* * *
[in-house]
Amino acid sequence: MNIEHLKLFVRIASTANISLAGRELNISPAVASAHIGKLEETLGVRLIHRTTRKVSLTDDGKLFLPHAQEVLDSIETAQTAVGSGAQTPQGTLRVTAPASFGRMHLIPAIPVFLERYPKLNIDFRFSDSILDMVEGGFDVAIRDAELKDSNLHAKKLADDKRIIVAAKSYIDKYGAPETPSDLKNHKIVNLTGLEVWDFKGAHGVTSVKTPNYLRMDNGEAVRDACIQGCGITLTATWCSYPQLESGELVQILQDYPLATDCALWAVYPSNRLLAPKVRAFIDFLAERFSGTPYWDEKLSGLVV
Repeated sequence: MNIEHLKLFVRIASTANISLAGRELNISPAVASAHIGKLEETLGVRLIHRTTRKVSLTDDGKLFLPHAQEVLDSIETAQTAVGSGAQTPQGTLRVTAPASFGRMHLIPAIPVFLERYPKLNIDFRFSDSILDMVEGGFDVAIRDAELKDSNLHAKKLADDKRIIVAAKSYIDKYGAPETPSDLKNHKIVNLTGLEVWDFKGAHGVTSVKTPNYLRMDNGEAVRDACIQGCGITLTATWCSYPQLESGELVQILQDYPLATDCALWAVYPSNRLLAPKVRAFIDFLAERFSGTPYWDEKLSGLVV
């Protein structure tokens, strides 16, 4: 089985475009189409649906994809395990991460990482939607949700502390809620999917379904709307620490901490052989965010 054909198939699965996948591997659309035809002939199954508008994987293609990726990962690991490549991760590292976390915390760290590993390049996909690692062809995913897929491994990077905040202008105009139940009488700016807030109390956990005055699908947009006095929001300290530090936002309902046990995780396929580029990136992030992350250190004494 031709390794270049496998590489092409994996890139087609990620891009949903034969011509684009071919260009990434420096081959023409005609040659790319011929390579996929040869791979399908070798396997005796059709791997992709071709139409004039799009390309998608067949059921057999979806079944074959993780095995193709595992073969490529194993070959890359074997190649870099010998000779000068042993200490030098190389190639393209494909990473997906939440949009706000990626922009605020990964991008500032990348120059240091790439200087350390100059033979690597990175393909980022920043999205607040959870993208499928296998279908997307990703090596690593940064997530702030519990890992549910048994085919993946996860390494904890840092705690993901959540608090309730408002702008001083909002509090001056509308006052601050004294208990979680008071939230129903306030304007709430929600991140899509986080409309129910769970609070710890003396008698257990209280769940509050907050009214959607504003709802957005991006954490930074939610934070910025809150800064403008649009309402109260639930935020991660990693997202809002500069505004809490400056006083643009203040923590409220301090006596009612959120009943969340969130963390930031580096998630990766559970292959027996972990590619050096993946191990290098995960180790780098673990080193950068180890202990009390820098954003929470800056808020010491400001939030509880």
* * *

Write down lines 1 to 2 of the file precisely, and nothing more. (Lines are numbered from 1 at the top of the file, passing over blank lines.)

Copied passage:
[in-house]
Amino acid sequence: MNIEHLKLFVRIASTANISLAGRELNISPAVASAHIGKLEETLGVRLIHRTTRKVSLTDDGKLFLPHAQEVLDSIETAQTAVGSGAQTPQGTLRVTAPASFGRMHLIPAIPVFLERYPKLNIDFRFSDSILDMVEGGFDVAIRDAELKDSNLHAKKLADDKRIIVAAKSYIDKYGAPETPSDLKNHKIVNLTGLEVWDFKGAHGVTSVKTPNYLRMDNGEAVRDACIQGCGITLTATWCSYPQLESGELVQILQDYPLATDCALWAVYPSNRLLAPKVRAFIDFLAERFSGTPYWDEKLSGLVV